Admittedly short little post here as my thinking continues to evolve on this one — as does the project. Brad Ovenell-Carter (@Braddo on the Twitterspace) re-calibrated my brain to the possibilities ThingLink.com affords the world of education. As did Amy Burvall (@amyburvall on the Twitterspace) and one particular student poem created in collaboration between her Hawaiians and my Mainers. (More on the #AyuhAloha #Remash experience soon.)
As part of an assignment for a course in mass customized learning, I was asked to document public methods teachers in my school are using to document student progress. Well, that is certainly not a common practice in our culture at Mt. Blue. At least, not yet anyway. In my travels, I was able to find but one public display. After asking around and emailing, I was able to find a couple more — but even some of those were digital only so I never would have seen them no matter how hard I stalked my colleagues or how many ventilation shafts I snuck through John McClane-style. (I’ve the hairline for it, too.)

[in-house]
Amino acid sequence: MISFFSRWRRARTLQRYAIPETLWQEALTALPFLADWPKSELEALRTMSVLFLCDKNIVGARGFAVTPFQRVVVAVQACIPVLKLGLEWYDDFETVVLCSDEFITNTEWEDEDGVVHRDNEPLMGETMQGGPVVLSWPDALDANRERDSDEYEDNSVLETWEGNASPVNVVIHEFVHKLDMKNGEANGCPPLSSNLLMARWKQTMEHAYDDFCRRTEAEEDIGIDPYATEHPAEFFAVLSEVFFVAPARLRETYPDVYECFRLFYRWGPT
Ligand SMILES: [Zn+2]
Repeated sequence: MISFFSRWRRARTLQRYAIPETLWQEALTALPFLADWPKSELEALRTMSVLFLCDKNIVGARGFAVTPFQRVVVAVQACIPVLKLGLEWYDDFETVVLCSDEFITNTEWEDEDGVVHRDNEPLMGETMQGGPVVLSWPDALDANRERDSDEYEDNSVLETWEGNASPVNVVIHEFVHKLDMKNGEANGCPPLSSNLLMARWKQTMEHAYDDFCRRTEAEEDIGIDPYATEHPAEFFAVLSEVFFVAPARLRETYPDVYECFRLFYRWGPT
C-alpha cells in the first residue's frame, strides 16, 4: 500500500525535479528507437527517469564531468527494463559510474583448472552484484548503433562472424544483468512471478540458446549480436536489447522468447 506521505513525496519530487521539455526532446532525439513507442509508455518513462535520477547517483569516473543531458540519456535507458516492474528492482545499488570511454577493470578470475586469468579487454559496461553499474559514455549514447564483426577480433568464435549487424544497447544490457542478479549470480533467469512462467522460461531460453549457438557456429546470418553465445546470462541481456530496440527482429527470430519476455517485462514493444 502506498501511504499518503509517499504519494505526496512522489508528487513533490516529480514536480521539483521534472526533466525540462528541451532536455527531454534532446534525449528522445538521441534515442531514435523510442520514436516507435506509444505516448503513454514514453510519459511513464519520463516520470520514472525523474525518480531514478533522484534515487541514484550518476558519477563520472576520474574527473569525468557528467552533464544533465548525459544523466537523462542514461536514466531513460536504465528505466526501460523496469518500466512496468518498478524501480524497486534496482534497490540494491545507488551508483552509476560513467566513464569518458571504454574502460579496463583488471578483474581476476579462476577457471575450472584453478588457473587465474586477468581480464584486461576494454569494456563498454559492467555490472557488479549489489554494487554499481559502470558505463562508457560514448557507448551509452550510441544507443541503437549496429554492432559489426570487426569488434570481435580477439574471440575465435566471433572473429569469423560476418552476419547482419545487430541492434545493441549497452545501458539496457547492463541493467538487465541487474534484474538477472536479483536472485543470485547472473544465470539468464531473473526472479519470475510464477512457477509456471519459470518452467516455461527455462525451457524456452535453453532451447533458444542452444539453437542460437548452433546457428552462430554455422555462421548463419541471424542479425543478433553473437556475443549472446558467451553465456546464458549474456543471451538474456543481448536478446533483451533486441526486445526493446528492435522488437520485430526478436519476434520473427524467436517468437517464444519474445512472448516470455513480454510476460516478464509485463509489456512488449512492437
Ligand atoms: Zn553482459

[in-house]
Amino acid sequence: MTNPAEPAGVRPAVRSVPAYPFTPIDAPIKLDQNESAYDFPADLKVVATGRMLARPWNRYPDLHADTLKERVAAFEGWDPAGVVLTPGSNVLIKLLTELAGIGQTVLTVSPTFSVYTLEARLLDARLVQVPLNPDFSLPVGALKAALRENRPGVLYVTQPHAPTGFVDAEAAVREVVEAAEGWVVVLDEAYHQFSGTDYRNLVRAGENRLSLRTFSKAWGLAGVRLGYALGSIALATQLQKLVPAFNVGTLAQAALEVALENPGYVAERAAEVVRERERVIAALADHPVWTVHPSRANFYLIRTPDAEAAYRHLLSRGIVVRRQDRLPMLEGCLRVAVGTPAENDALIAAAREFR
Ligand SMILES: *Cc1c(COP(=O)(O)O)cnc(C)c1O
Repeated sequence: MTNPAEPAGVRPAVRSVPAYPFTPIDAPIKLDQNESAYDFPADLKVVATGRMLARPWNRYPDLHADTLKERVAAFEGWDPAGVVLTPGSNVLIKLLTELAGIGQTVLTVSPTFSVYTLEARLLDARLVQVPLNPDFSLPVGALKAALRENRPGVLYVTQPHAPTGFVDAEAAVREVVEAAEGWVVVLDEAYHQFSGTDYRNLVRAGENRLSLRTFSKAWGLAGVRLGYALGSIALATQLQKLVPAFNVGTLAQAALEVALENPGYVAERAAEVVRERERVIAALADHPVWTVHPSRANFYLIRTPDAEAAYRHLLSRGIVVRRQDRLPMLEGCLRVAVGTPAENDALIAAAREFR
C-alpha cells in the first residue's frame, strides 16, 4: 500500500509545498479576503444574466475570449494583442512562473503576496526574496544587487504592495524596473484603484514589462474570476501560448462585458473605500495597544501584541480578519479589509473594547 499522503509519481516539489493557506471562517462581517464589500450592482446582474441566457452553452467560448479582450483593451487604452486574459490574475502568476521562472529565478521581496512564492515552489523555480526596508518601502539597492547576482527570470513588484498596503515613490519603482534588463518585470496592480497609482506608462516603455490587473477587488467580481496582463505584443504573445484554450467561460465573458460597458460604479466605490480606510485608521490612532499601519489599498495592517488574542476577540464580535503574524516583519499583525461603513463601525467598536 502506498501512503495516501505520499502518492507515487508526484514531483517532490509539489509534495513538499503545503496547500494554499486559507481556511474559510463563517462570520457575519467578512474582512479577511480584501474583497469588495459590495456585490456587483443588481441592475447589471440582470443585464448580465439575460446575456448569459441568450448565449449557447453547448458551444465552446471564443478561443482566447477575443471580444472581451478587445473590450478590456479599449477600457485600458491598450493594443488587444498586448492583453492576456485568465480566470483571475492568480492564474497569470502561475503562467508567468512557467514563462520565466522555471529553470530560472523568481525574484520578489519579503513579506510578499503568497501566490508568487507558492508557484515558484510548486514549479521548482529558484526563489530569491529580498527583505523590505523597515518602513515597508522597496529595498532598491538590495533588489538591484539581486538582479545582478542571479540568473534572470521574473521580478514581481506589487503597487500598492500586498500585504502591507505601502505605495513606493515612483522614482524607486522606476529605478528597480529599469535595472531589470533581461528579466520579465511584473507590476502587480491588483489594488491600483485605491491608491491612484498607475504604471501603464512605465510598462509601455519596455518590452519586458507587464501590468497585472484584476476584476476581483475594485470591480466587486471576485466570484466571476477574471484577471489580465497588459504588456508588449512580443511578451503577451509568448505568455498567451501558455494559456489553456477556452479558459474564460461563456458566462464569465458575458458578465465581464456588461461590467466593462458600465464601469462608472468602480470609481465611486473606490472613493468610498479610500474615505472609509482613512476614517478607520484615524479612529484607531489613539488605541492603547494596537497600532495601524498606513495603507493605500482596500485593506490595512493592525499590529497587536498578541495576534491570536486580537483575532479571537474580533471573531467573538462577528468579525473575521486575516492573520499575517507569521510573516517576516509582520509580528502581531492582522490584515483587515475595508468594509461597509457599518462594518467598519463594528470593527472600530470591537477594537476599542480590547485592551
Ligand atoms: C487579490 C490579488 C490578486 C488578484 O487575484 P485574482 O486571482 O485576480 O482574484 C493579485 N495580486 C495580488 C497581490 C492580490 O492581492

Now I don’t think my colleagues have done anything wrong. It just isn’t part of our culture yet — it isn’t an expectation –and we haven’t really received much professional development around the benefits of public displays of mapping student progress.
I used ThingLink to create the map of our school (screen shot of the PDF map students can download) and it got me wondering how else schools might use such interactive maps to capture data, convey information, identify various perspectives and points of view, trends and patterns. It might be useful on micro scale as a way to map student thinking and behaviors in the classroom – a nice little quick and easy way to capture observable data, share it, embed it. It will be interesting to see how this one evolves and even more interesting to try out some different uses of ThingLink.